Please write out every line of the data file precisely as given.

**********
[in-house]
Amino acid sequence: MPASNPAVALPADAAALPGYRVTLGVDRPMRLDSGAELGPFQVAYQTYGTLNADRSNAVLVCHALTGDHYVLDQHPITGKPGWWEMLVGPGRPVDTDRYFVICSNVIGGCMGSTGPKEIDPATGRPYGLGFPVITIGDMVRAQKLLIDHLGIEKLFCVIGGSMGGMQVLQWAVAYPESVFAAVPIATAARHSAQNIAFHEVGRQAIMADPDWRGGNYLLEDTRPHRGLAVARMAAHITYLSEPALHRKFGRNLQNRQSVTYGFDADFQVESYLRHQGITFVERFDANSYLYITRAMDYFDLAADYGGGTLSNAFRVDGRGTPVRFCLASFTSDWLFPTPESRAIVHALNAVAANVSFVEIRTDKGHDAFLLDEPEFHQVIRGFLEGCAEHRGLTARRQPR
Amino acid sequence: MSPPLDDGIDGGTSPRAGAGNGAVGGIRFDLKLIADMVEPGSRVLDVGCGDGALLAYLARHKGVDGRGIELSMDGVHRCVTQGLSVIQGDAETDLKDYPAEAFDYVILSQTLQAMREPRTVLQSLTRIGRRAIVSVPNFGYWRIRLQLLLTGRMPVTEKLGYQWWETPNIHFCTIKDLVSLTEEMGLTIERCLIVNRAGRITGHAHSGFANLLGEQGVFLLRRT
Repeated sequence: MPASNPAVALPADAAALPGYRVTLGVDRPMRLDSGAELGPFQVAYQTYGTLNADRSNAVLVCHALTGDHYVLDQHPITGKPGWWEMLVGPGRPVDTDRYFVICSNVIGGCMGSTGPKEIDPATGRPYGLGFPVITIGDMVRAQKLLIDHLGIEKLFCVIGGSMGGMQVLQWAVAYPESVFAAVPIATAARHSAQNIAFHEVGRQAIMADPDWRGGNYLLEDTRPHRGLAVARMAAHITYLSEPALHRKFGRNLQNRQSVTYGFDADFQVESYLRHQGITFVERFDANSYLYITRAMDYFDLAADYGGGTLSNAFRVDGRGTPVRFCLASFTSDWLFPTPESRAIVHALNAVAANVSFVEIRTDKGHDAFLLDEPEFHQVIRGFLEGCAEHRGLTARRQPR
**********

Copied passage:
[in-house]
Amino acid sequence: MPASNPAVALPADAAALPGYRVTLGVDRPMRLDSGAELGPFQVAYQTYGTLNADRSNAVLVCHALTGDHYVLDQHPITGKPGWWEMLVGPGRPVDTDRYFVICSNVIGGCMGSTGPKEIDPATGRPYGLGFPVITIGDMVRAQKLLIDHLGIEKLFCVIGGSMGGMQVLQWAVAYPESVFAAVPIATAARHSAQNIAFHEVGRQAIMADPDWRGGNYLLEDTRPHRGLAVARMAAHITYLSEPALHRKFGRNLQNRQSVTYGFDADFQVESYLRHQGITFVERFDANSYLYITRAMDYFDLAADYGGGTLSNAFRVDGRGTPVRFCLASFTSDWLFPTPESRAIVHALNAVAANVSFVEIRTDKGHDAFLLDEPEFHQVIRGFLEGCAEHRGLTARRQPR
Amino acid sequence: MSPPLDDGIDGGTSPRAGAGNGAVGGIRFDLKLIADMVEPGSRVLDVGCGDGALLAYLARHKGVDGRGIELSMDGVHRCVTQGLSVIQGDAETDLKDYPAEAFDYVILSQTLQAMREPRTVLQSLTRIGRRAIVSVPNFGYWRIRLQLLLTGRMPVTEKLGYQWWETPNIHFCTIKDLVSLTEEMGLTIERCLIVNRAGRITGHAHSGFANLLGEQGVFLLRRT
Repeated sequence: MPASNPAVALPADAAALPGYRVTLGVDRPMRLDSGAELGPFQVAYQTYGTLNADRSNAVLVCHALTGDHYVLDQHPITGKPGWWEMLVGPGRPVDTDRYFVICSNVIGGCMGSTGPKEIDPATGRPYGLGFPVITIGDMVRAQKLLIDHLGIEKLFCVIGGSMGGMQVLQWAVAYPESVFAAVPIATAARHSAQNIAFHEVGRQAIMADPDWRGGNYLLEDTRPHRGLAVARMAAHITYLSEPALHRKFGRNLQNRQSVTYGFDADFQVESYLRHQGITFVERFDANSYLYITRAMDYFDLAADYGGGTLSNAFRVDGRGTPVRFCLASFTSDWLFPTPESRAIVHALNAVAANVSFVEIRTDKGHDAFLLDEPEFHQVIRGFLEGCAEHRGLTARRQPR